A Goureesapattom resident’s bid to save his house from ruinous flooding during rain by raising it three feet has turned the spotlight on the plight of an entire urban neighbourhood in the State capital.
Satheesh Gopi, a retired hydrographer who now runs a building and consultancy firm, turned to a Kochi-based company specialising in ‘house-raising’ after stormwater overflow from the nearby canal flooded his home in the heavy downpours on October 15 and November 22.
He and his wife Jayasree have temporarily moved into his firm’s office on the same compound. “We’ve lived here for 36 years and never had a problem even during the 2018 floods. But the two recent downpours left us with losses running into lakhs. We had to clean the house with Dettol. Clothes which got soaked in the dirty canal water had to be thrown away,” said Mr. Gopi. “Not just us, 122 households in the Goureesapattom Residents’ Association (GRA) limits faced the same problem.”
The cost factor
Kochi-based Optume Builders began the work on his 2,000-sq ft house last week. The process of raising it by three feet is expected to take 45 days, according to Mr. Satheesh Gopi, who himself is an engineer by training. Refurbishment is expected to take another two-and-a-half months. On Saturday, workers were in the process of separating the house from its foundations and keeping it raised it on hydraulic jacks before the next stage of work can commence.
Evidently, this solution does not come cheap. The ‘lifting’ charge is approximately ₹5 lakh (₹250 per sq ft). But count in the cost of refurbishing the house and raising the front yard to match the new elevation, the final bill be close to ₹25 lakh, according to Mr. Satheesh Gopi.
Ten or 15 years ago, such an option would have been unthinkable in Kerala. Indeed, not many residents of Goureesapattom are likely to give it serious thought even now, given the expense involved.
The residents roundly blame local authorities for their misery, notwithstanding the fact that the Thiruvananthapuram Corporation, in a strange turn of events, put the blame on the Union government for the waterlogging in the State capital. According to the residents, the failure to keep the nearby Pattom canal and Ulloor canal free of silt, garbage and overgrowth lies at the root of their problem.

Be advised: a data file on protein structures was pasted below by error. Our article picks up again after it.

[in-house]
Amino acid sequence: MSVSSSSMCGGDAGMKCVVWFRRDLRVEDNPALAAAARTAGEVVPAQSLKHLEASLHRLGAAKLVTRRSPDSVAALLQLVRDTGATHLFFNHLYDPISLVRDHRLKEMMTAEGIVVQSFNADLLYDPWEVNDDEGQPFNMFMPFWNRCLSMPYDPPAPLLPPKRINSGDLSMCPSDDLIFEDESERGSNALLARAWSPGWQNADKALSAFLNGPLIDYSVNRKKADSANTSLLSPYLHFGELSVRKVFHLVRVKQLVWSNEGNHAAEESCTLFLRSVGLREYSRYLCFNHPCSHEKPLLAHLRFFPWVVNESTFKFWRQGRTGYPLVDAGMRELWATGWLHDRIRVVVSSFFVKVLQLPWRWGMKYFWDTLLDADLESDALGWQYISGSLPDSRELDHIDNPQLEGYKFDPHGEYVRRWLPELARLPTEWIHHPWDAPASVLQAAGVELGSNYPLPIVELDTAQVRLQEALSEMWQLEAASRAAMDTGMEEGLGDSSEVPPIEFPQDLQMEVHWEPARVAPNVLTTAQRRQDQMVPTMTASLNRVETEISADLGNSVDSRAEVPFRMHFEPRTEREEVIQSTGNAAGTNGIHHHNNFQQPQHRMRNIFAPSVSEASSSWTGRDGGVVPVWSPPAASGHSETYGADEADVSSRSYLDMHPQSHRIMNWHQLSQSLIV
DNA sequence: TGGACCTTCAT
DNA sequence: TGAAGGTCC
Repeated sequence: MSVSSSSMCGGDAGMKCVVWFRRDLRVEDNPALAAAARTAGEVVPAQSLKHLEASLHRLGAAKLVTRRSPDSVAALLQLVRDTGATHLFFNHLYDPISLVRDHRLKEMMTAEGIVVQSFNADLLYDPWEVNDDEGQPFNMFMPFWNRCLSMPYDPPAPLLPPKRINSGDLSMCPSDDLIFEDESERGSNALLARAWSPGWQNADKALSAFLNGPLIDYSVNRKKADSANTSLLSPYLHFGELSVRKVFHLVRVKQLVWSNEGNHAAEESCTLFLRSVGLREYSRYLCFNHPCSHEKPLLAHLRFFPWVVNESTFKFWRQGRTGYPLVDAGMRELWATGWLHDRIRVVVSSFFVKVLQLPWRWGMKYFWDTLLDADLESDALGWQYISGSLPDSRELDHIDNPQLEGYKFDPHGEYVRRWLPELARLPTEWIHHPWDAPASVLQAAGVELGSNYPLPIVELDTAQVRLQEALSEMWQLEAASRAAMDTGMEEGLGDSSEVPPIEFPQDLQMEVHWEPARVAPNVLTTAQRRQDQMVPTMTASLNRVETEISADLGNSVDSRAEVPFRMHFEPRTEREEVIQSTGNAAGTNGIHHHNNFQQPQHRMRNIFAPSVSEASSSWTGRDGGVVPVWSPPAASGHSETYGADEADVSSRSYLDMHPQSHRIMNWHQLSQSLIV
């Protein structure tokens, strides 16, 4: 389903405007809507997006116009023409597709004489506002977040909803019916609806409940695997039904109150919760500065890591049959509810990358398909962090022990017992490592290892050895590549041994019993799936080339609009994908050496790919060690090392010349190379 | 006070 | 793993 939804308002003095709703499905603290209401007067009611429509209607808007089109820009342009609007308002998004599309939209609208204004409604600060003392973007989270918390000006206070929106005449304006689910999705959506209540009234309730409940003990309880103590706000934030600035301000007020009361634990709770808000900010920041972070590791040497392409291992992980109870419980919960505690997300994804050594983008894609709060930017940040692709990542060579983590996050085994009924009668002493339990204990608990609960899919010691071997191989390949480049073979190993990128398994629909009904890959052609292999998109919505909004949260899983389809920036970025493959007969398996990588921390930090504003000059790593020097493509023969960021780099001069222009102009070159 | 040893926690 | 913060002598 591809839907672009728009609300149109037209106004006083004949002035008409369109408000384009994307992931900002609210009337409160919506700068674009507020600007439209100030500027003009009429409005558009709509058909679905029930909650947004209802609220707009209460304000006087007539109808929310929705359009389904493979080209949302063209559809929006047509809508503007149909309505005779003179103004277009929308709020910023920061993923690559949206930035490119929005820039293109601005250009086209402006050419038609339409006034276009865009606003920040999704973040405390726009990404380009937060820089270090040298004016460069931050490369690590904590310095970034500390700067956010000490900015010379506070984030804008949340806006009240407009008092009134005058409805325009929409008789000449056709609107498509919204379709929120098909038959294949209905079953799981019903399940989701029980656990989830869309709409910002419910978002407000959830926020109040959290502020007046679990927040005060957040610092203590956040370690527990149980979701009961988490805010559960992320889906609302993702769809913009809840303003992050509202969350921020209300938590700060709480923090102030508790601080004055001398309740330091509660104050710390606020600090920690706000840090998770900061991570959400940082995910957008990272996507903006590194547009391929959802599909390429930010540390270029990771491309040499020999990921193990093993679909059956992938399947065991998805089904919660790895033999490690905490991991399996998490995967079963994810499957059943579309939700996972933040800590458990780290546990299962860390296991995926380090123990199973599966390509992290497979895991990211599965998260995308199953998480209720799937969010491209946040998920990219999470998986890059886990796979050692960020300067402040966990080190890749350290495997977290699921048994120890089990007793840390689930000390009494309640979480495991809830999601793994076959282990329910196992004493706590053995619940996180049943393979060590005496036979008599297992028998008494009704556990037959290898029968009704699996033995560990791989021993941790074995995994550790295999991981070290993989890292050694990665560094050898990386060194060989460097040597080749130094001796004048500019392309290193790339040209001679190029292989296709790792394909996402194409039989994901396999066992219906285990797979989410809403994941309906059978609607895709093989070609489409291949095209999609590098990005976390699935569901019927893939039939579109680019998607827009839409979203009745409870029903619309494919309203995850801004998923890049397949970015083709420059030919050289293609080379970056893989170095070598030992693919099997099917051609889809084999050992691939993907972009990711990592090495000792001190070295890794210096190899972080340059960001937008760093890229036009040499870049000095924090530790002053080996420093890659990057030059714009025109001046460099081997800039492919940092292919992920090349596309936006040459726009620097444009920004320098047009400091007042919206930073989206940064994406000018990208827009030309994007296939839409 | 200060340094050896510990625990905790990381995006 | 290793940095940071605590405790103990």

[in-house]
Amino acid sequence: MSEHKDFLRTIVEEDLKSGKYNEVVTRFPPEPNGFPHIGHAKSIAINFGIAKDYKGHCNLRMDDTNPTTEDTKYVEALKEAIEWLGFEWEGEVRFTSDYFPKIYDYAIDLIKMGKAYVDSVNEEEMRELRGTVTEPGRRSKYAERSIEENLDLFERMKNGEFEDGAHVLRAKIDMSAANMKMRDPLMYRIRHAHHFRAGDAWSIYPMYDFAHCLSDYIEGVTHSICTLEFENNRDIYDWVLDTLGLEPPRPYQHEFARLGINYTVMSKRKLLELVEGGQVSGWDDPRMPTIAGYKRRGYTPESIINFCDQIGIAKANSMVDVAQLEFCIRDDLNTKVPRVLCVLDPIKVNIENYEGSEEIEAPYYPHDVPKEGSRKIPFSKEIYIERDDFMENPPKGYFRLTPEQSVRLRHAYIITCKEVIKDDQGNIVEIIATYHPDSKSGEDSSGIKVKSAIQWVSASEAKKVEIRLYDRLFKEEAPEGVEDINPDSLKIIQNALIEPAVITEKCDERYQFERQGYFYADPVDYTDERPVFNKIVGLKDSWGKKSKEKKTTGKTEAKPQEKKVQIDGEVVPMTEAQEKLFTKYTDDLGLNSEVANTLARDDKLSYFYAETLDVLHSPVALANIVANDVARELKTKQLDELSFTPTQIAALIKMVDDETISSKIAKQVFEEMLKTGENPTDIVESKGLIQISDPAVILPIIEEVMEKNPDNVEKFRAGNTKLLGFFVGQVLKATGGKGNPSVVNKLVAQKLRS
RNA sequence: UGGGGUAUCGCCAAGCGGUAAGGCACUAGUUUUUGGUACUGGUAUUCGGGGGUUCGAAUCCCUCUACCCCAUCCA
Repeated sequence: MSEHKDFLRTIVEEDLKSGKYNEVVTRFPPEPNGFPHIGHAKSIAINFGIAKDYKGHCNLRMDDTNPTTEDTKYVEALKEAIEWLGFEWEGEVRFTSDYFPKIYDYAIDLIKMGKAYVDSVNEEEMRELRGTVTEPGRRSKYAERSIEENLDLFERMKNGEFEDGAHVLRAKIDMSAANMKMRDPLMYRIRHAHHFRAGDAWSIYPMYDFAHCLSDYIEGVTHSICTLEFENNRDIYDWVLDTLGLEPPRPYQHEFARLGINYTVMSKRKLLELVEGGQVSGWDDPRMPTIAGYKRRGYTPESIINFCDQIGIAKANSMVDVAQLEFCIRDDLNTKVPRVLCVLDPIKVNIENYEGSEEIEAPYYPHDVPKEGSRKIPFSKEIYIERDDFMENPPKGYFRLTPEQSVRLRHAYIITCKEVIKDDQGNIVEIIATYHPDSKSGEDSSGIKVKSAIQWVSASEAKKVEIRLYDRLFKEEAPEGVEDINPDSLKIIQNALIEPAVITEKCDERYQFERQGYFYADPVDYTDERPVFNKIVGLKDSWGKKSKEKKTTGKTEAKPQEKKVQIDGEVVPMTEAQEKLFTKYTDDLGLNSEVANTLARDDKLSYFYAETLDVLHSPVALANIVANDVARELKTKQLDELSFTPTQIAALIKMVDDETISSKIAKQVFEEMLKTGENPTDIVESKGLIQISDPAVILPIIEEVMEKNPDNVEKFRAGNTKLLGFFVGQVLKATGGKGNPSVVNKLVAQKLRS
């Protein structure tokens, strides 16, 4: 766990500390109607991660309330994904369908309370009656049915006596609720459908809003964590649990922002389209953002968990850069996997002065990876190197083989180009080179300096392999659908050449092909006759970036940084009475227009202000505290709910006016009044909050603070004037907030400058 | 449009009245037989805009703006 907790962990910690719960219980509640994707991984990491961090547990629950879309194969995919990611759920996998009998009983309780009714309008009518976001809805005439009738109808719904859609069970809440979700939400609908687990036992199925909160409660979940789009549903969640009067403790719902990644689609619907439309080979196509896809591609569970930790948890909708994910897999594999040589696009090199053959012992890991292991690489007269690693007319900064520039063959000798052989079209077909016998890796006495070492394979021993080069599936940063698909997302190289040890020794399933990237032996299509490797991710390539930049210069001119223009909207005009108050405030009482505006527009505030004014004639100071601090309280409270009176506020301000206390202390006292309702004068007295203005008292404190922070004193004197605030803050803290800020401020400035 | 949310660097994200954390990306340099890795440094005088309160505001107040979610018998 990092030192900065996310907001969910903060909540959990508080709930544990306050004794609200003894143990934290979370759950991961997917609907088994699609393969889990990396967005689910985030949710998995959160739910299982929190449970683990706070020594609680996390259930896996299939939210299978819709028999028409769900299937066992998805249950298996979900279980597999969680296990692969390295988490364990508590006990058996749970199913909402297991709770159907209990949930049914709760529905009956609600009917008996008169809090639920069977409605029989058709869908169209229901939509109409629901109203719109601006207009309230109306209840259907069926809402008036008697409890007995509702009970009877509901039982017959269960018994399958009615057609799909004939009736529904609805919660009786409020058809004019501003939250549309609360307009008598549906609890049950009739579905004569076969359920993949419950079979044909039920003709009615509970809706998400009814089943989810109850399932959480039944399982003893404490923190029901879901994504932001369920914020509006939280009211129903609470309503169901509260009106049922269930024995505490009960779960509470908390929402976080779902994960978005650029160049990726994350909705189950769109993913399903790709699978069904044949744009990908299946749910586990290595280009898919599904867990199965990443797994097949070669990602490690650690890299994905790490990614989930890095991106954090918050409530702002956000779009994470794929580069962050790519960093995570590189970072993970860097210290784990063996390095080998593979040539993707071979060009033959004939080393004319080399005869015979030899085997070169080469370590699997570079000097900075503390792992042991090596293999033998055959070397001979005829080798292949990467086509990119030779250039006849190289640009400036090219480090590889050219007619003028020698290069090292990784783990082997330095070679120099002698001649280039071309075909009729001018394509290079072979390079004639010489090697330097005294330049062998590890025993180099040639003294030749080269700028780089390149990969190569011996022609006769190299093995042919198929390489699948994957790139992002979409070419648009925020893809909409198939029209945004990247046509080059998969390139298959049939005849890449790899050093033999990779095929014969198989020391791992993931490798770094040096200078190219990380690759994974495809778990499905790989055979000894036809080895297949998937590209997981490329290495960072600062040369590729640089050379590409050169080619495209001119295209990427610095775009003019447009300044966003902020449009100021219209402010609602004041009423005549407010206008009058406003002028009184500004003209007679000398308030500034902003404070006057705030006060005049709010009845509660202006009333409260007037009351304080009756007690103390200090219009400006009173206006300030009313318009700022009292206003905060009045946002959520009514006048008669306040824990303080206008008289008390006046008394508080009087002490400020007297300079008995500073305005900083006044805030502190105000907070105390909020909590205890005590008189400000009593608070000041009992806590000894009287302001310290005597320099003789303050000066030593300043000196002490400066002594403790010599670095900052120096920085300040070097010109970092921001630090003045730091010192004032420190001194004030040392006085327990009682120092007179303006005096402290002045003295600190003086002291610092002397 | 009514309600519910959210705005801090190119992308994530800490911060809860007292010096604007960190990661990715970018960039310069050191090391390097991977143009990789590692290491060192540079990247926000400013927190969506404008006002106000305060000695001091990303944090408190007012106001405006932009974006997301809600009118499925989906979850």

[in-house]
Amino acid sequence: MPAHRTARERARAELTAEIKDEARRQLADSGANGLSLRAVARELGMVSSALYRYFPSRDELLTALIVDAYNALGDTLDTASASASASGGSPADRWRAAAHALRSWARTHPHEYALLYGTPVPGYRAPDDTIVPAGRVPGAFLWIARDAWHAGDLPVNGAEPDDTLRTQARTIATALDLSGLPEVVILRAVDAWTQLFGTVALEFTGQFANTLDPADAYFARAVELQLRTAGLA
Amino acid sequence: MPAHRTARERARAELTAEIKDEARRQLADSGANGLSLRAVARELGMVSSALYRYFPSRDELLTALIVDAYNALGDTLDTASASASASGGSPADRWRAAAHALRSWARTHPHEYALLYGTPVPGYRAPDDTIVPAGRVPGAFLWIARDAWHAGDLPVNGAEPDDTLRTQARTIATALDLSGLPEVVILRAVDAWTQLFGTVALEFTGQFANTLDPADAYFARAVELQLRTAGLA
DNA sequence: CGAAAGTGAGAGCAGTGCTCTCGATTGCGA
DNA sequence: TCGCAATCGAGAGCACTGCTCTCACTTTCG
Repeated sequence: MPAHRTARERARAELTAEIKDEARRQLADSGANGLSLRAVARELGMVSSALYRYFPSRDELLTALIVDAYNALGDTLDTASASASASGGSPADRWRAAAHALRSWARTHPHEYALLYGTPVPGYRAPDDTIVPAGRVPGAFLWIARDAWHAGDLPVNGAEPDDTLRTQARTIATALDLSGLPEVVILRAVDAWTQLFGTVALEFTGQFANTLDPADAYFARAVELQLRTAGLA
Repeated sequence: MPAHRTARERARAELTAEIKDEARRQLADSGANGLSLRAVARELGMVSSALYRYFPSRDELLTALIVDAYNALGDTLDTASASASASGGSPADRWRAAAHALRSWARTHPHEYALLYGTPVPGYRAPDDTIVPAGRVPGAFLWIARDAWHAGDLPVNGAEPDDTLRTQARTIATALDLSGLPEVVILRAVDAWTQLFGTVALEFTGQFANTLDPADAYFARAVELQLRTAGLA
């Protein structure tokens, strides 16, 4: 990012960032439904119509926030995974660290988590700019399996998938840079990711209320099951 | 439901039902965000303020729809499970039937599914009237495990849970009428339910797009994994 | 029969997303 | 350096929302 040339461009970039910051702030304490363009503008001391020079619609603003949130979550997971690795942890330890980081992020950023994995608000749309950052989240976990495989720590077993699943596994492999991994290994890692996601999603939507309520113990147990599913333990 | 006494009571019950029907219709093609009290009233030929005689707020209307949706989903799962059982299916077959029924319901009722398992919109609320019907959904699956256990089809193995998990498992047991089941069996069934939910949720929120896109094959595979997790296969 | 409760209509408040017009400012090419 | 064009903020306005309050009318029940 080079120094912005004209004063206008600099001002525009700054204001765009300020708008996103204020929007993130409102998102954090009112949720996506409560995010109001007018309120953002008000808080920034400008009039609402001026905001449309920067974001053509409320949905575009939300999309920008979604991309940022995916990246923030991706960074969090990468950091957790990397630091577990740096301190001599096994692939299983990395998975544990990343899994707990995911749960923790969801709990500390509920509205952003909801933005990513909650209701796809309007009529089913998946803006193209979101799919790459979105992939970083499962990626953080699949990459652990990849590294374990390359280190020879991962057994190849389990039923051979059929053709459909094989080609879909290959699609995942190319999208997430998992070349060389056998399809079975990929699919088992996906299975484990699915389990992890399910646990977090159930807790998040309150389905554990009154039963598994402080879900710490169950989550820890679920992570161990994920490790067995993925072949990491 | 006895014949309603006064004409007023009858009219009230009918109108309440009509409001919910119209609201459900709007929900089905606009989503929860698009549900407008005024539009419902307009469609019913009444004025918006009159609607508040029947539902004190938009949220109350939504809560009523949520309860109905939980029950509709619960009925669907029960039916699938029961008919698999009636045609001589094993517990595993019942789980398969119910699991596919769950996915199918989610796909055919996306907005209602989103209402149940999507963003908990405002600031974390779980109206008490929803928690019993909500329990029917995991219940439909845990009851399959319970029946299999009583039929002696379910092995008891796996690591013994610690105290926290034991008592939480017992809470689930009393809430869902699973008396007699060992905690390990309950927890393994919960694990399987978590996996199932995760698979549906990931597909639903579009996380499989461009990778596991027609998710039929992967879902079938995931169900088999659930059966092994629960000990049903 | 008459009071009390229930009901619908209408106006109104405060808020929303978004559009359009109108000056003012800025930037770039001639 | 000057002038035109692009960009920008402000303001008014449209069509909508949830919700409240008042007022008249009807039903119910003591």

Repairs cost lakhs
After the recent waterlogging incidents, several households ran up repair bills running into lakhs of rupees with the water damaging vehicles, furniture, and household appliances. “We have lived here for 22 years, buying a plot and building a house. Now we are in two minds whether to move out,” says Sindhu Surendranathan, a homemaker. “The water was waist-high inside the house,” she says.
The residents, many of whom are elderly citizens, start worrying at the smallest sign of rain, fearful that one or two hours of steady precipitation could trigger another ‘episode.’
Tales of woes
Science writer C. P. Aravindakshan, a resident, points to a faded line of dirt half-way up his compound wall to indicate how much the water had risen in this otherwise peaceful neighbourhood. “I live here with my wife and her mother who is 93. The latter suffers from respiratory problems. We had to carry her upstairs when the water began rising at night. There was no one to help,” he recalls. At the home of N. Babulal, a former Executive Engineer with the Kerala State Electricity Board (KSEB), the floodwater damaged his car and home appliances. It also entered his well, contaminating it.
Mr. Satheesh Gopi calculates that raising his house would keep his family “safe for another 20 years.” Buildings undergo careful inspection before they are chosen for ‘raising,’ says Ashique Ibrahim, the managing director of Optume Builders. “Stability is the prime concern. We also look for cracks and other structural issues before starting the work,” he said. According to him, his company has three projects underway in Thiruvananthapuram.